Bret Easton Ellis
Knopf, Jun 15 2010, $24.95
Twenty-five years ago, they were Less Than Zero hipsters who thought they owned Los Angeles. Time has been cruel to those who survived the Hollywood scene of the mid 1980s.
Clay the screenwriter returns from New York to California where he does what he does best, party-hopping while seeking to sell a script he wrote. In his mind nothing has changed in two and half decades; perhaps that is because he parties in a purple haze of alcohol. As he makes the rounds, he runs into some of his hip playmates. His former wife Blair is married to Trent the producer. Julian owns and manages an escort service while Rip the dealer is more plastic than flesh. However except for a deal, Clay ignores the old crowd as his attention is on wannabe actress Rain Turner, who is 200 proof looks and zero talent. Julian warns him to be careful with Rain as she may seem like his submissive, but that might prove an alcoholic allusion as Clay begins to investigate deadly text messages and lurking cars.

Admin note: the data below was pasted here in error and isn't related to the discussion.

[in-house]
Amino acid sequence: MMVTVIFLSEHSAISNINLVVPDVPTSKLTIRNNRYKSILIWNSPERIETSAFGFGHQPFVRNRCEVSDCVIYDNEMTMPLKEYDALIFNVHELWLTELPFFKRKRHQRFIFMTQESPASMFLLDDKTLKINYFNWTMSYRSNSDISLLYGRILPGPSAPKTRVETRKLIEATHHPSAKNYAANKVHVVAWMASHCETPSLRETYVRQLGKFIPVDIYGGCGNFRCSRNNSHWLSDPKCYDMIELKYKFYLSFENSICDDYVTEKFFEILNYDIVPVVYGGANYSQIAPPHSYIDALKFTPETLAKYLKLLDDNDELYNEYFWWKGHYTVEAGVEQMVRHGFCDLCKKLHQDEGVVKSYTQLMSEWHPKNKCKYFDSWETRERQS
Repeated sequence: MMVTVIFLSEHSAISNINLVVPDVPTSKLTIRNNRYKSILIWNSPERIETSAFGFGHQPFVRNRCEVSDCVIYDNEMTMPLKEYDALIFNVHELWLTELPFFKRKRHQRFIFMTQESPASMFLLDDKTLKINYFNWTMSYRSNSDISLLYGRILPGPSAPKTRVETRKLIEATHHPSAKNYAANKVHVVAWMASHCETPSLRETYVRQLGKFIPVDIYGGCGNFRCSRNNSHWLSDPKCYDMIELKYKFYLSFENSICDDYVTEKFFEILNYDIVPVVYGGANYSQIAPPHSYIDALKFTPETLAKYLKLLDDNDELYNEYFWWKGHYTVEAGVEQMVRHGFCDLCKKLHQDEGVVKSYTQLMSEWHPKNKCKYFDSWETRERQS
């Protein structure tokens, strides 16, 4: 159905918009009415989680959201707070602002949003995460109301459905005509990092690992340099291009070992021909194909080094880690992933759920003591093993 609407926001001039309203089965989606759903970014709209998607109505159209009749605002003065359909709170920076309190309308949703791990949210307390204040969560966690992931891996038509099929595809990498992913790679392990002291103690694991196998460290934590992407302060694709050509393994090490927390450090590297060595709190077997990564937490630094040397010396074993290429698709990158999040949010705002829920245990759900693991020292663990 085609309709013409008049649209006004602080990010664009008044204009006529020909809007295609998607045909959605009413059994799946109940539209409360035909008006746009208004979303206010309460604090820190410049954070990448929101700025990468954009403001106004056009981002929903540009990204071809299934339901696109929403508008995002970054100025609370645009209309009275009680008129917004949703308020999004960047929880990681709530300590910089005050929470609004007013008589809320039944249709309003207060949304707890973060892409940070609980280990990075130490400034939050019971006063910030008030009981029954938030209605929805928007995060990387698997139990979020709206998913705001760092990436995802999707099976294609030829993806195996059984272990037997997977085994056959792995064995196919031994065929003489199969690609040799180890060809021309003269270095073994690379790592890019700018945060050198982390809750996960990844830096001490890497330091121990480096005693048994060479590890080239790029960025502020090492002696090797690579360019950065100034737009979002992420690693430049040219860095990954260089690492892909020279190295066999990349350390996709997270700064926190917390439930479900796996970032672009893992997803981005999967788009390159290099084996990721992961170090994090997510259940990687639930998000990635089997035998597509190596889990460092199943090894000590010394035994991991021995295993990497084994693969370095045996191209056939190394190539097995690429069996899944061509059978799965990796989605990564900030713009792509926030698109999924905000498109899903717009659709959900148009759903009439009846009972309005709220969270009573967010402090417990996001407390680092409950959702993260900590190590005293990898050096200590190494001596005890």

With a nod to Elvis Costello, this is an interesting character driven thriller that though the story line is somewhat limited to the party-hopping it hooks readers with a need to know whether Clay as the narrator is a hallucinating paranoid from too much alcohol and drugs or a stalked victim. The support cast, as seen through Clay’s hazy lenses, enhances understanding of the lead protagonist. Although the plot deliberately turns cerebrally interpretively slow, fans, especially those of Less Than Zero, will appreciate Clay’s return as he hops the Imperial bedrooms of Los Angeles.